INDIAN MEN'S BADMINTON: MAKE OR BREAK TIME
Which nation has the most number of players in the Men's top 100 of badminton?
China? 不 (Bu).
Who then? India?
Believe it or not, Indian men's shuttlers occupy THIRTEEN (13) places in the top 100 as of September 14th 2017! Five more than Malaysia & Denmark, SIX more than CHINA(!!), Indonesia & Japan. What a sea of change from the time when we had just 2 real world class players for the entirety of the previous millennium, one of whom is now more famous for being the father of a Bollywood actress instead of his special achievements on court.
|WE'RE COMING FOR YOU CHINA!|
2017 has been one mighty fine year for Indian men. Other than a slightly disappointing outing at the World Championships in Glasgow, Indian men have won 3 out of the 7 Super Series Opens held so far. Sai Praneeth and Srikanth Kidambi created history in Singapore by playing the first ever All-India men's Super Series final. They became just the 4th pair* from the same country to contest a Super Series (or their predecessors) finals after China, Malaysia & Indonesia in the last 25 years.
H. S. Prannoy & Srikanth scored their first wins over reigning Olympic champion Chen "Little Dan" Long in Indonesia & Australia respectively. Prannoy was also hugely impressive in defeating Malaysian superstar Lee Chong Wei. Unfortunately, he couldn't make it a second All-India final in a row, losing to Kazumasa Sakai in 3 tight games dropping 5 match points.
Srikanth Kidambi is by far the most talented and successful of the lot. After his earth shattering defeat of (5 time winner) Super Dan in the 2014 China Open, Srikanth has struggled a bit with injuries. He was ranked no 3 in 2015. He seems to have put his injury woes behind and has won a tour leading 2 Super Series titles. He also leads the tour with 3 overall finals appearances losing to his compatriot Sai Praneeth in Singapore. He has wins over all the top players (Lin Dan, Chen Long, Axelsen, Jorgensen, Son Wan Ho etc) bar Lee Chong Wei. He seems to possess that extra gear, the X-factor most champion players do. Given how Lin Dan (34) & Lee Chong Wei (35) are still at the top of the game, let's hope Sri, about four and a half months from his 25th birthday, has his best decade ahead of him. Currently ranked 8th, he is the only Indian in the top 10. Srikanth also leads in the Destination Dubai Rankings (to qualify for the BWF Masters Super Series finals) by about 4000 points ahead of number 2 Chen Tien Chou.
Sai Praneeth (16), Ajay Jayaram (17), H.S. Prannoy (18) are the 3 of the 4 players ranked in the top 20. Ajay turned 30 this year so he's probably in the final stages of his career. Sai Praneeth & Prannoy are both 25 and in their prime. Prannoy seems to have put his injury struggles behind this year. He most impressed in Indonesia defeating Lee Chong Wei & Chen Long back to back. As mentioned earlier Sai Praneeth won his 1st Super Series title this year.
Sameer Verma (25) is the youngest (22 years old) player in the top 25. He reached his first Super Series final in Hong Kong last year. He was one game away from reaching the semis of the Korea Open but lost to world no 1 Son Wan Ho. He lacks the size (5'7") of the others but makes it up with tremendous speed and agility. A real Boris Becker on the badminton court. His elder brother, by 2 years, Sourabh Verma is another professional badminton player who is ranked 37 currently but was ranked as high as 30.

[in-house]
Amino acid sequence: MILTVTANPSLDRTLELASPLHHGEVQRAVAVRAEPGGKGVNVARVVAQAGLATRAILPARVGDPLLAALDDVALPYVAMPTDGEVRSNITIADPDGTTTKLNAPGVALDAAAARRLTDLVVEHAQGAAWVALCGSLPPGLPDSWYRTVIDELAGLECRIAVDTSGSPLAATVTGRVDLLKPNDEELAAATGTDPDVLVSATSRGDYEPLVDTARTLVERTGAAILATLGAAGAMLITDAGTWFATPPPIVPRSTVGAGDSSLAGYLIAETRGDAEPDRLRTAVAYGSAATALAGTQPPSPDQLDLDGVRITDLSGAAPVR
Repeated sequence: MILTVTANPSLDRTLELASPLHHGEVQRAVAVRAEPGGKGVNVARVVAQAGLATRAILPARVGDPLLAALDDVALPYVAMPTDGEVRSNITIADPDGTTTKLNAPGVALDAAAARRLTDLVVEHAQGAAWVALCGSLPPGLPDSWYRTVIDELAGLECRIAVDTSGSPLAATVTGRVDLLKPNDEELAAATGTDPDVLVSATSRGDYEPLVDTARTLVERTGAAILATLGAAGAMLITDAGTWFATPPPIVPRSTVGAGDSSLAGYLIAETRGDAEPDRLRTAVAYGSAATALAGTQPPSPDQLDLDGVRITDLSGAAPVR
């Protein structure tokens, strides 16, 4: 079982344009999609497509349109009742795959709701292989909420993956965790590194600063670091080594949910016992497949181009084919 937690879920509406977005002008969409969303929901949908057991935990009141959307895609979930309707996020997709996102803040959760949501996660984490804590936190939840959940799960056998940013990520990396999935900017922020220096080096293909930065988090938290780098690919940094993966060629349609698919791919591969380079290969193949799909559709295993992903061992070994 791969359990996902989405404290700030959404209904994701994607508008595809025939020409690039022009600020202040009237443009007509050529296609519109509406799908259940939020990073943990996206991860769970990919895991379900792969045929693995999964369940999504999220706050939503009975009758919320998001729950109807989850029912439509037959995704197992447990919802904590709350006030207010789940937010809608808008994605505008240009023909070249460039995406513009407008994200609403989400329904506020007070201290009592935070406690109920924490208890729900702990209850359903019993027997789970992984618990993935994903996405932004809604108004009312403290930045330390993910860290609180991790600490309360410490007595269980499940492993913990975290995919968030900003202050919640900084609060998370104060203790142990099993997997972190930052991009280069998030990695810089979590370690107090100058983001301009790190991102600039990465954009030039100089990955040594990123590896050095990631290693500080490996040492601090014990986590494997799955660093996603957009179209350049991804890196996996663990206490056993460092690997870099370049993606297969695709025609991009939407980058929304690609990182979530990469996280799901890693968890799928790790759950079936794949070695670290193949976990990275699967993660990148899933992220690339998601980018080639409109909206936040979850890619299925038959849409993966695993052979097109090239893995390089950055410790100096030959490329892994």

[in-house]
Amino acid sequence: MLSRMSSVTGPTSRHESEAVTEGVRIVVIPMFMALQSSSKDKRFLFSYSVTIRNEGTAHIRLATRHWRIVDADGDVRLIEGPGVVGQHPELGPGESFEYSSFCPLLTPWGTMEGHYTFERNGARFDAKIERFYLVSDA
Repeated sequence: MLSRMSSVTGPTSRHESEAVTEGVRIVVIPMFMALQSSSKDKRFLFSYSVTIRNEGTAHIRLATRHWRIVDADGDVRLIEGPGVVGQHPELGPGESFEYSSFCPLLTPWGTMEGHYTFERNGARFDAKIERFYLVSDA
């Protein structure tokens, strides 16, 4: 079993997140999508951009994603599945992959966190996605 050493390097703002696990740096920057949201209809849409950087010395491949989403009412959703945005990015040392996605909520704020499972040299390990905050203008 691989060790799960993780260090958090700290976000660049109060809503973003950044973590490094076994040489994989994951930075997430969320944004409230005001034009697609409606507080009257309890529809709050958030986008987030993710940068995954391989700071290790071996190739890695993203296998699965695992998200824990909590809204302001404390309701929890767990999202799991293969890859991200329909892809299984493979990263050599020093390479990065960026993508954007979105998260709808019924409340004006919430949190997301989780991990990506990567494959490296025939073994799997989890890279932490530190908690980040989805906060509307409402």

The forgotten man today in Indian badminton is Parupalli Kashyap. He became the first Indian male shuttler to reach the Olympic quarterfinal in London. Unfortunately, he has been plagued by injuries in the last 5 years. Currently ranked 45, Kashyap is slowly working his way back into the game. He must draw inspiration from fellow veteran 30+ year olds Lee Chong Wei & Lin Dan to turn the clock back.
That summarizes our contenders in world badminton. Clearly, the depth has never been greater but our shuttlers are yet to become ruthless like great champions. The boys are going deeper & further than ever but lack that killer instinct to land the final blow. Having said that it is great that we are getting there. It is imperative to learn from this. This is why the next 2-3 years ending at Tokyo 2020 are absolutely crucial in the development of the sport. There are 2 world championships and the Olympic golds for the taking. As the sport grows so should the aspirations. We must aim for at least 5 medals out of the 11 available in these 3 premier tournaments. Of the 36 Super Series titles, we must aim to win at least 15 titles. The higher we aim the better. It's okay to land in the sky aiming for the stars! Such a successful era can have a positive effect in not only badminton but also other Olympic sports. Nothing begets success like success.
|A True Guru|
Finally a word to the silent hand behind all this: Pullela Gopichand, one of two Indians to win the prestigious All-England championships. As is the characteristic of all gurus, he has dispelled much of the darkness that spread over Indian badminton. The academy has produced great results in both singles disciplines. The academy is also not without flaws. There is not much success in the 3 doubles disciplines. There is room for improvement everywhere.
A most crucial 1000 days for Indian badminton. It can be the difference between being a David Ferrer and Roger Federer. Let's hope the foursome, with a little help from Sindhu, push the boundaries so far that Badminton displaces Cricket as the nation's biggest religion!
*- Unable to find source to confirm this. Going by the hazy memory of what the commentator said during Singapore Open final.